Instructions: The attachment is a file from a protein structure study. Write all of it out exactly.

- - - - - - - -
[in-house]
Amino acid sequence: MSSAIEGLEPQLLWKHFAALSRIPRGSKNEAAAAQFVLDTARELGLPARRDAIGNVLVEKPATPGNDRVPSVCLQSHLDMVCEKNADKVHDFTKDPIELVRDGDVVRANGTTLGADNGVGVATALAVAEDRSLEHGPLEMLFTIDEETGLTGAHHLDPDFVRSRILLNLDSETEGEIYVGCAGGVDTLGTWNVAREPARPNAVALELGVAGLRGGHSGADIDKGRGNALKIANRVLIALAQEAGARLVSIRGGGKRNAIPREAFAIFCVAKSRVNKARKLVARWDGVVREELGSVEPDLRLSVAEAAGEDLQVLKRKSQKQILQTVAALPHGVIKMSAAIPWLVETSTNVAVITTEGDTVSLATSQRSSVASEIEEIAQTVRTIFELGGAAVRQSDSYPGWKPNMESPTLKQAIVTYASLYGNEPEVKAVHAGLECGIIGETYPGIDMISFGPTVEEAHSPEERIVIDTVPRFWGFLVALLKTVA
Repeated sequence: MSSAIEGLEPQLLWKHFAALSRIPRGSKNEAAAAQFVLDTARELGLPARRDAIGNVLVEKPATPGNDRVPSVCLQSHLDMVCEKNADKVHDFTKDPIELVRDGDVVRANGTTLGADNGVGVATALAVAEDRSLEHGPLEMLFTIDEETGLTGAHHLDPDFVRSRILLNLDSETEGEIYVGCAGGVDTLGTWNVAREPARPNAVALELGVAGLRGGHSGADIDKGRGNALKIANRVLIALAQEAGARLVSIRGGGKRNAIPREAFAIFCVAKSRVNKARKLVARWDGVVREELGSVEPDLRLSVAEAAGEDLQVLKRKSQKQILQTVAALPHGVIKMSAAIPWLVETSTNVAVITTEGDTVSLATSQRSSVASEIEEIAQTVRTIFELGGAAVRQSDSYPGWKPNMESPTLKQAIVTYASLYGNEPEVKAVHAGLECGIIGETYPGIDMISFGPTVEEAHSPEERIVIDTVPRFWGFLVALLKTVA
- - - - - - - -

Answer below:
[in-house]
Amino acid sequence: MSSAIEGLEPQLLWKHFAALSRIPRGSKNEAAAAQFVLDTARELGLPARRDAIGNVLVEKPATPGNDRVPSVCLQSHLDMVCEKNADKVHDFTKDPIELVRDGDVVRANGTTLGADNGVGVATALAVAEDRSLEHGPLEMLFTIDEETGLTGAHHLDPDFVRSRILLNLDSETEGEIYVGCAGGVDTLGTWNVAREPARPNAVALELGVAGLRGGHSGADIDKGRGNALKIANRVLIALAQEAGARLVSIRGGGKRNAIPREAFAIFCVAKSRVNKARKLVARWDGVVREELGSVEPDLRLSVAEAAGEDLQVLKRKSQKQILQTVAALPHGVIKMSAAIPWLVETSTNVAVITTEGDTVSLATSQRSSVASEIEEIAQTVRTIFELGGAAVRQSDSYPGWKPNMESPTLKQAIVTYASLYGNEPEVKAVHAGLECGIIGETYPGIDMISFGPTVEEAHSPEERIVIDTVPRFWGFLVALLKTVA
Repeated sequence: MSSAIEGLEPQLLWKHFAALSRIPRGSKNEAAAAQFVLDTARELGLPARRDAIGNVLVEKPATPGNDRVPSVCLQSHLDMVCEKNADKVHDFTKDPIELVRDGDVVRANGTTLGADNGVGVATALAVAEDRSLEHGPLEMLFTIDEETGLTGAHHLDPDFVRSRILLNLDSETEGEIYVGCAGGVDTLGTWNVAREPARPNAVALELGVAGLRGGHSGADIDKGRGNALKIANRVLIALAQEAGARLVSIRGGGKRNAIPREAFAIFCVAKSRVNKARKLVARWDGVVREELGSVEPDLRLSVAEAAGEDLQVLKRKSQKQILQTVAALPHGVIKMSAAIPWLVETSTNVAVITTEGDTVSLATSQRSSVASEIEEIAQTVRTIFELGGAAVRQSDSYPGWKPNMESPTLKQAIVTYASLYGNEPEVKAVHAGLECGIIGETYPGIDMISFGPTVEEAHSPEERIVIDTVPRFWGFLVALLKTVA